The appeal for funds comes at a time when WFP officials fear that food aid needs could grow, if the June harvest in Bujumbura Rural fails due to regrouped populations having limited access to their land.
WFP has been providing food to regroupment sites in the area since October 1999. However, a deteriorating nutritional situation earlier this year prompted the agency to expand the operation to ensure more food reaches the tens of thousands of hungry families trying to survive in the ad-hoc sites.
"Some of these people have been living in very precarious circumstances for nearly a year now, and have less and less resistance to ward off malnutrition and disease," said Thomas Yanga, WFP's Representative for Burundi. "The only way they'll be able to cope in the months ahead, is if they continue to receive emergency food supplies in sufficient quantities to maintain their health."
WFP's emergency operation to assist regrouped populations in Bujumbura Rural will provide nearly 27,000 tons of food over the next six months to 350,000 people, at a cost of just over $16 million. WFP is currently relying on funds from the agency's own emergency cash reserves until donor contributions of food or cash are received.
Last month, in addition to its emergency food distributions to the regrouped, WFP distributed an additional 2,000 metric tons of food in Bujumbura Rural as seed protection rations. The food was given out with seeds provided by other agencies to 250,000 farming households. This ensures that families have enough food to eat during the physically-demanding planting season, and helps them avoid the hunger-driven temptation to consume the seeds needed for planting.
"We're doing everything possible to help families plant for this next harvest, because if that fails, we'll be faced with trying to feed everyone through to next year. And with our current funding problems, we know that may be difficult for us to do," said Yanga.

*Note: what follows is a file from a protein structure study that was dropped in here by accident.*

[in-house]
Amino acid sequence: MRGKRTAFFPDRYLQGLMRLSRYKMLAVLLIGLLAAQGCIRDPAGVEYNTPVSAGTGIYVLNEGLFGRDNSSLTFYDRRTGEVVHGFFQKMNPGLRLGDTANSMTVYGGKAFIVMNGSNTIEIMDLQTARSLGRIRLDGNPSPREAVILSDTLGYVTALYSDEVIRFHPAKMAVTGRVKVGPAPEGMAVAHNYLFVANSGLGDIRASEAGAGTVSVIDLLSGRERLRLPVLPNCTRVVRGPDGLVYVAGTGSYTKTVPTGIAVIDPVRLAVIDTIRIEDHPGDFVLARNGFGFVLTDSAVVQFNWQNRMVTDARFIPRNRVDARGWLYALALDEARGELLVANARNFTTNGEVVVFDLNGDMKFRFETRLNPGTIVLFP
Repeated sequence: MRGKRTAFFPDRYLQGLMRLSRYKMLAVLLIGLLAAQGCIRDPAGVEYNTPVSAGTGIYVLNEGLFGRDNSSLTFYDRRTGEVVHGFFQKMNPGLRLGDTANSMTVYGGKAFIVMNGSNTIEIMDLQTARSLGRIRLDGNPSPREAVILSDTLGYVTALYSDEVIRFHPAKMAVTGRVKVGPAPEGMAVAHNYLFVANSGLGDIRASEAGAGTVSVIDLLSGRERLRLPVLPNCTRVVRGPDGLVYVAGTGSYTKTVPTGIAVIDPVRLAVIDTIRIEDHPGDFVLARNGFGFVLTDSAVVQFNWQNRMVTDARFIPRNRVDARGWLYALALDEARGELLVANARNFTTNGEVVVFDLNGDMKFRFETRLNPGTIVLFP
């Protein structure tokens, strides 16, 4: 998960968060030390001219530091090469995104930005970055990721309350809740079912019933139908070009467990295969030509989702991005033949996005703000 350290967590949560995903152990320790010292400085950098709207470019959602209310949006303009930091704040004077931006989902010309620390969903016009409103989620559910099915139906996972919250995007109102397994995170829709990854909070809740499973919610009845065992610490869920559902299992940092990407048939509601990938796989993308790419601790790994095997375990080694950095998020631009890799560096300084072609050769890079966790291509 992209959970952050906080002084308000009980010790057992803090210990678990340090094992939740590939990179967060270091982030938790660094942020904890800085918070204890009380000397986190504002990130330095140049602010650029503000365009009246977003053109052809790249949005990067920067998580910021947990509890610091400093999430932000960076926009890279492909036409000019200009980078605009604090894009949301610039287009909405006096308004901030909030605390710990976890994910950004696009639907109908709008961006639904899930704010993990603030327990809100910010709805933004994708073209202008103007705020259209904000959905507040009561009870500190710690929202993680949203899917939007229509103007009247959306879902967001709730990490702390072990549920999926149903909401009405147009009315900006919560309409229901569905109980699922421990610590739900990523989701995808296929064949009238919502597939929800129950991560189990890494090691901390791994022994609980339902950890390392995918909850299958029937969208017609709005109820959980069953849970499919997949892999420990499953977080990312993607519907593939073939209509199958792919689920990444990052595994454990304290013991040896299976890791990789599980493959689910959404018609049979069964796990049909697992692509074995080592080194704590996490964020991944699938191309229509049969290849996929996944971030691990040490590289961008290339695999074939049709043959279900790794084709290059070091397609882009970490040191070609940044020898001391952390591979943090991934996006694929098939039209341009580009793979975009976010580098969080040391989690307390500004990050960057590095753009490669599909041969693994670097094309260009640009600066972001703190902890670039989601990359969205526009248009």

As the Government of Burundi moves ahead with plans to dismantle some of these camps - which are within a 50-kilometre radius of the nation's capital - WFP will support the re-integration of this population back in their home communities.
Burundi has the largest internally displaced population of any country in the Great Lakes region, with over 800,000 people (12.5 percent of the country's population) living away from their homes in difficult circumstances. Many have left voluntarily due to the country's often-volatile security circumstances, while the Government has regrouped others.
The first cases of large-scale regroupment began in late 1996 when populations living in the northern provinces of Kayanza and Karuzi, followed later by Muramvya and Cibitoke, were advised to leave their homes and seek protection from rebel attacks near military outposts. In late 1997, the majority of the people who had been regrouped were able to return to their homes, but by then, some had remained in sites for over one year and needed tremendous international support in order to rebuild their lives.
The United Nations, on many occasions, has openly denounced the policy of regrouping communities, which it views as a violation of basic human rights and freedoms.